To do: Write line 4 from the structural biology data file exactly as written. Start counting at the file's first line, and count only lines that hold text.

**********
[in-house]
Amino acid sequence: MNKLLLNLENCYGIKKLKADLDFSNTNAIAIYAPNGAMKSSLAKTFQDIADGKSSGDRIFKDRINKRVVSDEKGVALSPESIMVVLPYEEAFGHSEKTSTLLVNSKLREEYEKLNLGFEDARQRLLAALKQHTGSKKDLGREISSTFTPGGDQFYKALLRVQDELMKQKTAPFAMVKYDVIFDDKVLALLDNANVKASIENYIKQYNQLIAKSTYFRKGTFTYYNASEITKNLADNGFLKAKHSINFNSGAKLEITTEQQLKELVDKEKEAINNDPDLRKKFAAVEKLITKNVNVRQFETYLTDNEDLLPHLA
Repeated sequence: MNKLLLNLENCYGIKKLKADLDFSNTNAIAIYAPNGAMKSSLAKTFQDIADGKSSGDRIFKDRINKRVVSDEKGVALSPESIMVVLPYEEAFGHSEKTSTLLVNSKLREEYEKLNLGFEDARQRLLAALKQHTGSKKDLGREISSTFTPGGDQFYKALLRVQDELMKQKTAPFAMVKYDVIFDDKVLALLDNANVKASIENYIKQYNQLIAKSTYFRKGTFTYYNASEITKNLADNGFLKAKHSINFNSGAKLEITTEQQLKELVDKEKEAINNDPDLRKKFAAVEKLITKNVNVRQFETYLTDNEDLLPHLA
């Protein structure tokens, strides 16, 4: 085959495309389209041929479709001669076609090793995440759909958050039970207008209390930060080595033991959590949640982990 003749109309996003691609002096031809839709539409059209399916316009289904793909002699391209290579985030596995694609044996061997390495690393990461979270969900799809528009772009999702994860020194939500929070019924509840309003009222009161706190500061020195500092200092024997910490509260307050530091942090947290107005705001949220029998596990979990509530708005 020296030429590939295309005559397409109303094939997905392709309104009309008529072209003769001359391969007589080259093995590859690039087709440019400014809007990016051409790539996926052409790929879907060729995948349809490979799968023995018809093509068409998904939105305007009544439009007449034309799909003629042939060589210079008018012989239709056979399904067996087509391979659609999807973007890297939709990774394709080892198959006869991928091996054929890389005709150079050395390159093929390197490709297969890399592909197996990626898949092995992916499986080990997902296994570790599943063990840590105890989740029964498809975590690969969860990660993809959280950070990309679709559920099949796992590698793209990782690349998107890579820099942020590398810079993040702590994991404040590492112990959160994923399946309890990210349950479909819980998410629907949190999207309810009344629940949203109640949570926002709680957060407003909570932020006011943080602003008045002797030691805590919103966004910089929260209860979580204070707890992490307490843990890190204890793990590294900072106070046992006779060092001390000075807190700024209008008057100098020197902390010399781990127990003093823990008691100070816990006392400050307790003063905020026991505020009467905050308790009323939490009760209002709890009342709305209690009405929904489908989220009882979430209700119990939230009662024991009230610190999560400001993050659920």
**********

């Protein structure tokens, strides 16, 4: 085959495309389209041929479709001669076609090793995440759909958050039970207008209390930060080595033991959590949640982990 003749109309996003691609002096031809839709539409059209399916316009289904793909002699391209290579985030596995694609044996061997390495690393990461979270969900799809528009772009999702994860020194939500929070019924509840309003009222009161706190500061020195500092200092024997910490509260307050530091942090947290107005705001949220029998596990979990509530708005 020296030429590939295309005559397409109303094939997905392709309104009309008529072209003769001359391969007589080259093995590859690039087709440019400014809007990016051409790539996926052409790929879907060729995948349809490979799968023995018809093509068409998904939105305007009544439009007449034309799909003629042939060589210079008018012989239709056979399904067996087509391979659609999807973007890297939709990774394709080892198959006869991928091996054929890389005709150079050395390159093929390197490709297969890399592909197996990626898949092995992916499986080990997902296994570790599943063990840590105890989740029964498809975590690969969860990660993809959280950070990309679709559920099949796992590698793209990782690349998107890579820099942020590398810079993040702590994991404040590492112990959160994923399946309890990210349950479909819980998410629907949190999207309810009344629940949203109640949570926002709680957060407003909570932020006011943080602003008045002797030691805590919103966004910089929260209860979580204070707890992490307490843990890190204890793990590294900072106070046992006779060092001390000075807190700024209008008057100098020197902390010399781990127990003093823990008691100070816990006392400050307790003063905020026991505020009467905050308790009323939490009760209002709890009342709305209690009405929904489908989220009882979430209700119990939230009662024991009230610190999560400001993050659920």